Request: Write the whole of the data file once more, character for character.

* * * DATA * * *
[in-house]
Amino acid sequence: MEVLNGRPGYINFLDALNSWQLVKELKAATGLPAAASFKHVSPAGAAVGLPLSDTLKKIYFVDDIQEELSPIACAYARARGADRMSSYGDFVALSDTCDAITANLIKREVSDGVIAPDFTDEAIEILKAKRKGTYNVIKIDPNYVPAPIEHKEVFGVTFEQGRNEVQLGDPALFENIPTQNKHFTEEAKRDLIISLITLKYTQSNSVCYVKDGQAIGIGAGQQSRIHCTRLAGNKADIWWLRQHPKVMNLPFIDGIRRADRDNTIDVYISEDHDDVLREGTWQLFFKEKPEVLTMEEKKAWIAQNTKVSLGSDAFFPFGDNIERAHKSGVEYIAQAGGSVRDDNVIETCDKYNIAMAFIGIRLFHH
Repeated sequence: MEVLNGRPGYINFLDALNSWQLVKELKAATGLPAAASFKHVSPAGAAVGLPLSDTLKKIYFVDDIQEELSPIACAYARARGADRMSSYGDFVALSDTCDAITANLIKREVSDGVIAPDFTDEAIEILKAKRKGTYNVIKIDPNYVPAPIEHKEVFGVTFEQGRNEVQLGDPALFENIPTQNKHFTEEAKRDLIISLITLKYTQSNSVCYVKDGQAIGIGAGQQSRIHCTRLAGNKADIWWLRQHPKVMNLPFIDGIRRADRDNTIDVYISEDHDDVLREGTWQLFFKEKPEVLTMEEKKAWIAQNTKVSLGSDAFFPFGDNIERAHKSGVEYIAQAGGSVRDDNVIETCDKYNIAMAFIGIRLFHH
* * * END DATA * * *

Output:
[in-house]
Amino acid sequence: MEVLNGRPGYINFLDALNSWQLVKELKAATGLPAAASFKHVSPAGAAVGLPLSDTLKKIYFVDDIQEELSPIACAYARARGADRMSSYGDFVALSDTCDAITANLIKREVSDGVIAPDFTDEAIEILKAKRKGTYNVIKIDPNYVPAPIEHKEVFGVTFEQGRNEVQLGDPALFENIPTQNKHFTEEAKRDLIISLITLKYTQSNSVCYVKDGQAIGIGAGQQSRIHCTRLAGNKADIWWLRQHPKVMNLPFIDGIRRADRDNTIDVYISEDHDDVLREGTWQLFFKEKPEVLTMEEKKAWIAQNTKVSLGSDAFFPFGDNIERAHKSGVEYIAQAGGSVRDDNVIETCDKYNIAMAFIGIRLFHH
Repeated sequence: MEVLNGRPGYINFLDALNSWQLVKELKAATGLPAAASFKHVSPAGAAVGLPLSDTLKKIYFVDDIQEELSPIACAYARARGADRMSSYGDFVALSDTCDAITANLIKREVSDGVIAPDFTDEAIEILKAKRKGTYNVIKIDPNYVPAPIEHKEVFGVTFEQGRNEVQLGDPALFENIPTQNKHFTEEAKRDLIISLITLKYTQSNSVCYVKDGQAIGIGAGQQSRIHCTRLAGNKADIWWLRQHPKVMNLPFIDGIRRADRDNTIDVYISEDHDDVLREGTWQLFFKEKPEVLTMEEKKAWIAQNTKVSLGSDAFFPFGDNIERAHKSGVEYIAQAGGSVRDDNVIETCDKYNIAMAFIGIRLFHH